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Red Hat Hires CentOS Developers 91

Posted by timothy
from the first-national-brain-trust-of-raleigh dept.
rjmarvin writes "Karanbir Singh and a handful of other CentOS developers are now full-time Red Hat employees, working in-house on the CentOS distribution with more transparent processes and methods. None of the CentOS developers will be working on Red Hat Enterprise Linux. The CentOS project would become another distribution and community cared for by Red Hat, like Fedora, and Red Hat CTO Brian Stevens says the company is planning its future around OpenStack, not just Linux."
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Red Hat Hires CentOS Developers

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  • Solaris zones (Score:3, Informative)

    by Anonymous Coward on Tuesday February 11, 2014 @01:44PM (#46219316)

    Full disclosure... I've been a Solaris Admin, off and on for years who has only been briefly involved with using zones

    Your comments show this.

    The zones idea is roughly equivalent to chroot (or schroot in some use cases) on Linux. So if you like zones, you can do almost the same thing on a Linux box.

    No, it's not. Chroot is a (mostly) completely useless mechanism for security and isolation.

    With zones, you can set up the zone with a completely different IP, with different firewall rules and even routing tables, and give some access to the root account on that zone, and not have to worry about them breaking out of the zone or affecting the hosting system (because you can put memory and CPU restrictions on the zone so it doesn't eat up system-wide resources). You can have dozens of zones on one hosting machine and the overhead of this "virtualization" is (IIRC) less than 3%.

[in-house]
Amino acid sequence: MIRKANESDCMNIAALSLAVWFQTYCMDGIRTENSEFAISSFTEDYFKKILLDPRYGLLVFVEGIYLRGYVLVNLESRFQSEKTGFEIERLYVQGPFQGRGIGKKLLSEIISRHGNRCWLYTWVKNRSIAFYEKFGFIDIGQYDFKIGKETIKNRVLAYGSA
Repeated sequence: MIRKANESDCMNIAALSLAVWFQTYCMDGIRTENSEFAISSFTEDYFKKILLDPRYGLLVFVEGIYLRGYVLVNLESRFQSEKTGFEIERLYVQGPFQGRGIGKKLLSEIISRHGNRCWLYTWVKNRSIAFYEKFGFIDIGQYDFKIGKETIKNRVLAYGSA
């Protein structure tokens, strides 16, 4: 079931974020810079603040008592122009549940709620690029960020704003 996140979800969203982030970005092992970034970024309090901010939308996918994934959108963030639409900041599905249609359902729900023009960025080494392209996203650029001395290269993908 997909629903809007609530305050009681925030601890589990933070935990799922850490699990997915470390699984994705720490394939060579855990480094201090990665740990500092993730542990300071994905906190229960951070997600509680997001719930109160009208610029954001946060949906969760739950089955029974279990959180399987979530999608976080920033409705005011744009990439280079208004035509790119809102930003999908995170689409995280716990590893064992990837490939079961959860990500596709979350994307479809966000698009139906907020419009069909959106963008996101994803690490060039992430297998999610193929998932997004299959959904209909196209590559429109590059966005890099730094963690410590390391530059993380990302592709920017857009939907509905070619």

FreeBSD's jails is the closest equivalant (having inspired zones). With jails you can also give out the root account and not worry, and even have set-UID binaries.

    Put a set-UID binary in a chroot space (or even a Linux container) and all security is gone.

    Zones/jails are nothing like chroot: the former can actually be used securely (where do you think the first VPS system came from? FreeBSD jails), while the latter is a nice speed bump before being broken out of.

Whenever a system becomes completely defined, some damn fool discovers something which either abolishes the system or expands it beyond recognition.